The Narrow Road

In the late spring of 1689, the most famous of Japanese poets, Matsuo Bashō, set off from Edo to an arduous journey to the wild and dangerous parts of northern Japan. As he had done in his previous trips, he kept a diary. Here is the opening passage:

The days and months are travellers of eternity, just like the years that come and go. For those who pass their lives afloat on boats, or face old age leading horses tight by the bridle, their journeying is life, their journeying is home. And many are the men of old who met their end upon the road.

How long ago, I wonder, did I see a drift of cloud borne away upon the wind, and ceaseless dreams of wandering become aroused? Only last year, I had been wandering along the coasts and bays; and in the autumn I swept away the cobwebs from my tumbledown hut on the banks of the Sumida and soon afterwards saw the old year out. But when the spring mists rose up into the sky, the gods of desire possessed me, and burned my mind with the longing to go beyond the barrier at Shirakawa. The spirits of the road beckoned me, and I could not concentrate on anything. So I patched up my trousers, put new cords in my straw hat, and strengthened my knees with moxa. A vision of the moon at Matsushima was already in my mind. I sold my hut and wrote this just before moving to a cottage owned by Sampū:

kusa no to mo
sumikawaru yo zo
hina no ie

This was the first of an eight verse sequence, which I left hanging on a post inside the hut.

Thus begins The Narrow Road into the Deep North (Oku no Hosomichi), that is nowadays heralded as one of the most celebrated pieces of the Japanese literature.

Travel has always been a hugely important part of the Japanese culture. As anyone who has been to Japan at the peak of the cherry-blossom season in late April to early May can readily attest, Japanese take their travel very seriously to this day – and a casual observer can only see the tip of the proverbial iceberg of the Japanese tabi no bunka. In addition to wading around in huge groups and taking a seemingly impossible amount of photos, Japanese idea of travel also includes customs such as senbetsu (farewell money) and omiyage (return gift), there are famous places (meisho) that have to be visited in proper time and in a proper way, with many people writing short travel waka to record and reflect upon their experiences.

The European (and more broadly, western) concept of tourism – and indeed, the very word itself – comes from the seventeenth- and eighteenth-century custom of young British aristocrats going to the Continent for the year-long Grand Tour. It was supposed to be a character-defining experience, a rite of passage, whereby young noblemen were to have an exposure to arts, culture and refined manners of the European civilisation. While the route was more or less standard, leading from Dover to Rome or perhaps Naples, the journey itself was a deeply personal one. This tradition formed the basis of how travel is seen and understood in the West to this day.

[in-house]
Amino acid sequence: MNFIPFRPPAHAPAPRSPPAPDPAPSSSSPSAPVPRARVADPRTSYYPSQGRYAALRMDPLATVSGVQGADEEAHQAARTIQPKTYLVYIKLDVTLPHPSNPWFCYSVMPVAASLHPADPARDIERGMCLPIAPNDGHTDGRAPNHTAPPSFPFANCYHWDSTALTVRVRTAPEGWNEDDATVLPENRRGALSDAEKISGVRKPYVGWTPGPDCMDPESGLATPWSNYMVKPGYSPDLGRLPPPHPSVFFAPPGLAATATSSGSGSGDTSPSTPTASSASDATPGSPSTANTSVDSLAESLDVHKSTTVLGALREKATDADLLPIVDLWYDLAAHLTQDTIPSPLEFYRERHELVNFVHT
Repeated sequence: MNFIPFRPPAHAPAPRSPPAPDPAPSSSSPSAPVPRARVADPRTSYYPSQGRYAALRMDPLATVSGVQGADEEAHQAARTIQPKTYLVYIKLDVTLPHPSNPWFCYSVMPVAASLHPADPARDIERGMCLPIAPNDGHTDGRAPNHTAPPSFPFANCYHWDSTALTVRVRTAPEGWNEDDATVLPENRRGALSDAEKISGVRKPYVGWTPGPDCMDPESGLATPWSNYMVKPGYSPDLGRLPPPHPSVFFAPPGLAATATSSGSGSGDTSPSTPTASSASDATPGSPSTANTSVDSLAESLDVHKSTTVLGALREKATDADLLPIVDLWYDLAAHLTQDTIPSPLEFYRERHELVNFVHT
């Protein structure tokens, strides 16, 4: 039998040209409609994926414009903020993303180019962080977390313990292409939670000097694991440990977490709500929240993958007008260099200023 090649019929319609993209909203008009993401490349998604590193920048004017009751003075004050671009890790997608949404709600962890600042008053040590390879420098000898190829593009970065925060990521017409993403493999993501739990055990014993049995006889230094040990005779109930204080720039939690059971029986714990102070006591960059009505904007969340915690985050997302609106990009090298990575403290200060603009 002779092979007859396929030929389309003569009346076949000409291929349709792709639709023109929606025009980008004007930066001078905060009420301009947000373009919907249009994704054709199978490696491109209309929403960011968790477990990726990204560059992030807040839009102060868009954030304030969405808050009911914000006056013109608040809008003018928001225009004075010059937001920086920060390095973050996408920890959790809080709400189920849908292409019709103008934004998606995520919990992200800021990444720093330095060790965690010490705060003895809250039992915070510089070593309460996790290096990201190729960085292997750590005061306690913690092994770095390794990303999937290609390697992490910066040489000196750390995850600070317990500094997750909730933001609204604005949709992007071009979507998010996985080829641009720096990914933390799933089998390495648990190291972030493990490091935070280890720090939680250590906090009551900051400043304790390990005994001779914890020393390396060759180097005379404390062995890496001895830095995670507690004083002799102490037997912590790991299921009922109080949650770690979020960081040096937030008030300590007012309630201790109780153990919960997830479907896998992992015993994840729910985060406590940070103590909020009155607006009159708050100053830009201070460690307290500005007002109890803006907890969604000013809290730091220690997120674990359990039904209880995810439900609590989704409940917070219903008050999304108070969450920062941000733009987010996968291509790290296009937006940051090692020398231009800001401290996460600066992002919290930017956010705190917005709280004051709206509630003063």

All this bears several similarities to the way how travel is understood also in Japan. In Japan too tabi is an experience of self-discovery. However, there is one crucial difference. The western tourist, more often than not, is after the experience that is “unique,” looking for an “unbeaten path,” a road less traveled. Sallie Tisdale has put it in a wonderfully acerbic way, noting that what matters for us is “not to be the first to see remote lands but to be the last to see the land remote,” and the knowledge (or indeed, any hints thereof) of any westerners having been in the same spot before is clearly detrimental to such an aspiration.

Not so for Japanese. In its classical form tabi meant not going out into unknown, rather than closely following in someone’s footsteps. When Bashō was traveling, he tried to visit the very same places that Saigyō, his great model and inspiration, had written about more than five hundred years before. Oku no Hosomichi is full of allusions and references to earlier texts and poems. For example, the very opening lines allude to the famous poem by 8th century Chinese poet Lǐ Bó (who was also an avid traveler):

Heaven and earth are the inn for all things, the light and shadow, the traveler of a hundred generations. Accordingly, this floating life is just like a dream.

In Japanese culture, leaving one’s house and home – shukke – is a start of the journey that leads one to experience the impermanence of earthly things (諸行無常). It has a Buddhist meaning of leaving behind all of one’s loves and hates, and embarking on a journey to attain an enlightenment through ascetic training (shugyō). It is a path to detachment. Every stop along the way enables us to reflect upon this impermanence, to consider those who have walked the same path before, and who are no more – while at the same time trodding the way for those who will eventually follow us. Interestingly, the very same staged or step-wise approach of enlightenment and detachment can be found also in traditional Japanese music, martial arts, poetry, tea ceremony and so on.

As it happens, I will be following Bashō’s trail to North myself. I will arrive in Tokyo on Thursday, only to leave towards Yamagata the next day along with my Portuguese friend Luis, with whom we will be traveling together for the first week. From there on I will head to Sendai, which is a stone’s throw away from Matsushima that beckoned Bashō 324 years ago. I will pack his book along, to read the passage when I look at the very same pine-clad islands over the bay.


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